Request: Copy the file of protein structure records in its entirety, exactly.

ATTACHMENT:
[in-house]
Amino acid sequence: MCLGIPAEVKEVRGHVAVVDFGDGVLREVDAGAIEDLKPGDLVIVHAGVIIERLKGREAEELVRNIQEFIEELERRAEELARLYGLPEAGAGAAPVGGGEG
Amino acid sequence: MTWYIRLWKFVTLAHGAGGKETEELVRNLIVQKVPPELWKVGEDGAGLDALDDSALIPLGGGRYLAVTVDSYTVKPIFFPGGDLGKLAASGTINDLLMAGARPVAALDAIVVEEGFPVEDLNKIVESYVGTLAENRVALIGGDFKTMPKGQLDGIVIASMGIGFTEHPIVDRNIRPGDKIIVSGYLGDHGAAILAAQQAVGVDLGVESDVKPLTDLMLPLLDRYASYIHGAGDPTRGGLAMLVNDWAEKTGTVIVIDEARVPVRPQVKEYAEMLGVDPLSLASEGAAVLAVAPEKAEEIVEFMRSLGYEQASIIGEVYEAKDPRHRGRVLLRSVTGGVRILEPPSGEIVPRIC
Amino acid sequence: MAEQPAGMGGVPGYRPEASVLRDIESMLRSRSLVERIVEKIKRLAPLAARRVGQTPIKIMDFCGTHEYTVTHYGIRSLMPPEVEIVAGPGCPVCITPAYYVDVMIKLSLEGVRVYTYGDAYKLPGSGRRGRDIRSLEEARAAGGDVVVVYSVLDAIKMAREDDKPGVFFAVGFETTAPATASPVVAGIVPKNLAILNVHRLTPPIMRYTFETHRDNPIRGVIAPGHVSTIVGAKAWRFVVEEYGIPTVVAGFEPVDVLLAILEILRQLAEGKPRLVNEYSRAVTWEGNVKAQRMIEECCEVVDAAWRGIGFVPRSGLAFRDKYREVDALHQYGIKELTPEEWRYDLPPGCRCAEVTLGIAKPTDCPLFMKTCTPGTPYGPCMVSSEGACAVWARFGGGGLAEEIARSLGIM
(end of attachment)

[in-house]
Amino acid sequence: MCLGIPAEVKEVRGHVAVVDFGDGVLREVDAGAIEDLKPGDLVIVHAGVIIERLKGREAEELVRNIQEFIEELERRAEELARLYGLPEAGAGAAPVGGGEG
Amino acid sequence: MTWYIRLWKFVTLAHGAGGKETEELVRNLIVQKVPPELWKVGEDGAGLDALDDSALIPLGGGRYLAVTVDSYTVKPIFFPGGDLGKLAASGTINDLLMAGARPVAALDAIVVEEGFPVEDLNKIVESYVGTLAENRVALIGGDFKTMPKGQLDGIVIASMGIGFTEHPIVDRNIRPGDKIIVSGYLGDHGAAILAAQQAVGVDLGVESDVKPLTDLMLPLLDRYASYIHGAGDPTRGGLAMLVNDWAEKTGTVIVIDEARVPVRPQVKEYAEMLGVDPLSLASEGAAVLAVAPEKAEEIVEFMRSLGYEQASIIGEVYEAKDPRHRGRVLLRSVTGGVRILEPPSGEIVPRIC
Amino acid sequence: MAEQPAGMGGVPGYRPEASVLRDIESMLRSRSLVERIVEKIKRLAPLAARRVGQTPIKIMDFCGTHEYTVTHYGIRSLMPPEVEIVAGPGCPVCITPAYYVDVMIKLSLEGVRVYTYGDAYKLPGSGRRGRDIRSLEEARAAGGDVVVVYSVLDAIKMAREDDKPGVFFAVGFETTAPATASPVVAGIVPKNLAILNVHRLTPPIMRYTFETHRDNPIRGVIAPGHVSTIVGAKAWRFVVEEYGIPTVVAGFEPVDVLLAILEILRQLAEGKPRLVNEYSRAVTWEGNVKAQRMIEECCEVVDAAWRGIGFVPRSGLAFRDKYREVDALHQYGIKELTPEEWRYDLPPGCRCAEVTLGIAKPTDCPLFMKTCTPGTPYGPCMVSSEGACAVWARFGGGGLAEEIARSLGIM